It’s no accident that our Health Sciences library is brimming with artwork created students, faculty, and staff at the UCF College of Medicine. Creating and viewing art is not only fun and fulfilling, it also has amazing health benefits: from improved focus and concentration to reduced stress and anxiety. So whether you paint, draw, write, sing, dance, play an instrument, create pottery, color-by-numbers, or even just enjoy strolling around in a museum, you’re potentially having a big impact on your overall health and well-being.
In 2010, the American Journal of Public Health published a review titled, The Connection Between Art, Healing, and Public Health. Five of the visual arts studies mentioned in that review (visual arts includes things like painting, drawing, photography, pottery, and textiles) examined more than 30 patients who were battling chronic illness and cancer. The studies all showed that practicing visual arts significantly impacted the patients in the following ways: “Art filled occupational voids, distracted from thoughts of illness, improved well–being by decreasing negative emotions and increasing positive ones, improved medical outcomes, reduced depression, reduced stress and anxiety, and improved flow and spontaneity, expressions of grief, positive identity, and social networks.”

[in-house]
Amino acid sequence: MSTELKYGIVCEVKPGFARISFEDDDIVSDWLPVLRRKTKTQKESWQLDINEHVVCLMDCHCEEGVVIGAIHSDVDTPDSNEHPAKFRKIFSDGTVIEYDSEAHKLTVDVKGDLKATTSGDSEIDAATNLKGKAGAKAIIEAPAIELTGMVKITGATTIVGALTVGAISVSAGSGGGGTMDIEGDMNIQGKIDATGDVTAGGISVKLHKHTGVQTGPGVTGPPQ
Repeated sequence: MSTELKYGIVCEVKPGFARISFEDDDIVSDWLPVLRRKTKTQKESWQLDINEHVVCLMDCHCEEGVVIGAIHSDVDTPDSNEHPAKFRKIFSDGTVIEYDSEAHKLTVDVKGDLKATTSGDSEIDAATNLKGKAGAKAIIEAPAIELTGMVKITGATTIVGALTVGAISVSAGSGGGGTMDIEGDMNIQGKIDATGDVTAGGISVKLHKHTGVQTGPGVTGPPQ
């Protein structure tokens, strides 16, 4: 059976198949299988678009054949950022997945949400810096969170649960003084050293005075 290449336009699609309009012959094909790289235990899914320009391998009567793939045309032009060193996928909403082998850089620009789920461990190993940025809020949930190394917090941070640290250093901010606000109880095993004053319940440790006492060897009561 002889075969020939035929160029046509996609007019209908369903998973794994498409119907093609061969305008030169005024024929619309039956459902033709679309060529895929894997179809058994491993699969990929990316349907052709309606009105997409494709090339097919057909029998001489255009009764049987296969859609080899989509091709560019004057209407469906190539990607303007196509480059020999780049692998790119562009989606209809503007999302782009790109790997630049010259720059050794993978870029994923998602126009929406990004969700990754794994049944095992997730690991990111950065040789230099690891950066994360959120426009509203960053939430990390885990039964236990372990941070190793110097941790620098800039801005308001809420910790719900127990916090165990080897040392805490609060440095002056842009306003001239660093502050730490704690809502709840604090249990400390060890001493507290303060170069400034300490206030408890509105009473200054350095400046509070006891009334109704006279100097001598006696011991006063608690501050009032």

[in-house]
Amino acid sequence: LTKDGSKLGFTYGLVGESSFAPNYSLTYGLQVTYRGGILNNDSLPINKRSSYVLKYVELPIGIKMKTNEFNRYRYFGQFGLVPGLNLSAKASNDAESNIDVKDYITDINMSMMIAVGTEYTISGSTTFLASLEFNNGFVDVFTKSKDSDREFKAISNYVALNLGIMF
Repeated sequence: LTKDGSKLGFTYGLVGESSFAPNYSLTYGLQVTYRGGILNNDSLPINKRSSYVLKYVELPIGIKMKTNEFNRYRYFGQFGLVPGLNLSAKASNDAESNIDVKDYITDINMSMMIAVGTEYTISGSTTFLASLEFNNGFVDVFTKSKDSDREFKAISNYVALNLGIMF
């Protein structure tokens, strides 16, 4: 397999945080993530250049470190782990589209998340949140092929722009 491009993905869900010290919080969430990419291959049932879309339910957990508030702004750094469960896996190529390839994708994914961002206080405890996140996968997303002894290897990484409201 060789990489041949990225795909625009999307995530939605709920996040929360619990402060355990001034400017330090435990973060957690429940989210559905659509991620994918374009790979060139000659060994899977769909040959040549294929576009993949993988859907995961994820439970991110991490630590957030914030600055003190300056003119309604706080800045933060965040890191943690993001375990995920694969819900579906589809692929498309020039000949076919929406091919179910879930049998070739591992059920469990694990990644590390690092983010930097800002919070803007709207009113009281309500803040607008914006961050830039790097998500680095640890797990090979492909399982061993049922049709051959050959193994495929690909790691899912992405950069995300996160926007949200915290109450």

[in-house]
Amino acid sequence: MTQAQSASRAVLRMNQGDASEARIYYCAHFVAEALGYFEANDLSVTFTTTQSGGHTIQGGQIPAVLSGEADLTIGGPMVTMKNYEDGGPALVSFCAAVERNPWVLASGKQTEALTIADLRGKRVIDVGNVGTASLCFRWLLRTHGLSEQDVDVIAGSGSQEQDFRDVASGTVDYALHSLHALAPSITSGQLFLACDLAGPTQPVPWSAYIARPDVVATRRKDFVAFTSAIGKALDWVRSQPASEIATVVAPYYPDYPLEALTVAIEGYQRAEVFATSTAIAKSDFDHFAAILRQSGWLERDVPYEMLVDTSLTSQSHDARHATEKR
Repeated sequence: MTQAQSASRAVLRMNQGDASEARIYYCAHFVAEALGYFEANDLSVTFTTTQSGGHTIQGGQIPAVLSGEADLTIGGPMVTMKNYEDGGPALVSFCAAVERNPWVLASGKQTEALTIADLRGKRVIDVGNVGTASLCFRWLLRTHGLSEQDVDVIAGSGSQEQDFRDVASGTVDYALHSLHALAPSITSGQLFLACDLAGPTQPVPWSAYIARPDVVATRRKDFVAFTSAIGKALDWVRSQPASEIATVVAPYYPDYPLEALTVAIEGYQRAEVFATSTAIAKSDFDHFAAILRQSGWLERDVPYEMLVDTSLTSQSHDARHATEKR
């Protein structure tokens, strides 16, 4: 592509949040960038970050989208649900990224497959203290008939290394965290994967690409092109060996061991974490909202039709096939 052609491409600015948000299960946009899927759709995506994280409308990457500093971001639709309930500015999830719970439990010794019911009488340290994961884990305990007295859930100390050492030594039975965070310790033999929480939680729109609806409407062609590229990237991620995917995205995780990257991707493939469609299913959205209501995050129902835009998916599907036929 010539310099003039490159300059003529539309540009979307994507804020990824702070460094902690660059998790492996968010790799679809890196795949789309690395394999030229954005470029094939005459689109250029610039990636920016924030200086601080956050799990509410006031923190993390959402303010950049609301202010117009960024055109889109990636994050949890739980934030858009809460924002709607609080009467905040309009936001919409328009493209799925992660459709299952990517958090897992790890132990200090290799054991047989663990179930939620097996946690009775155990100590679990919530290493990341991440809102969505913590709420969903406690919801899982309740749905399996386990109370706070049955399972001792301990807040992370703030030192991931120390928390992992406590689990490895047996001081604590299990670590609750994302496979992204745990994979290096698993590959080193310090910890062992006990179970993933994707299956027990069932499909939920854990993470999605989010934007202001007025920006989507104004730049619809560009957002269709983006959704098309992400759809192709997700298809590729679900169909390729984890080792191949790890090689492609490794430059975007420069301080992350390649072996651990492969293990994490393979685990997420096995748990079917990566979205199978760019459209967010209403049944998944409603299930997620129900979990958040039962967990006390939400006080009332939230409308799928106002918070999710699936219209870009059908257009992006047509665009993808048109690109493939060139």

I don’t know about you, but I think the benefits listed above sound like they would be great not just for patients in hospitals, but for everyone. Who wouldn’t want to reduce stress and anxiety, increase positive emotions, and reduce the likelihood of depression? Furthermore, the benefits of art aren’t restricted to improvements in mental health. The impact of art, music, and writing can be seen in your physical body as well. In fact, this study published in the Journal of Psychosomatic Medicine used writing as a treatment for HIV patients found that writing resulted in “improvements of CD4+ lymphocyte counts.” That’s the fancy way of saying: the act of writing actually impacted the cells inside the patient’s body and improved their immune system. In other words, the process of creating art doesn’t just make you feel better, it also creates real, physical changes inside your body.
The wonderful thing about art is that it is for everyone! Anyone can draw, paint, write, or sing along to the radio. However, the health benefits of art aren’t just restricted to creating it – according to the American Journal of Public Health, observing the creativity or art of others can also reduce stress levels and increase overall feelings of well-being. So go out and walk a museum, see a concert, or go to a play – it might just improve your health!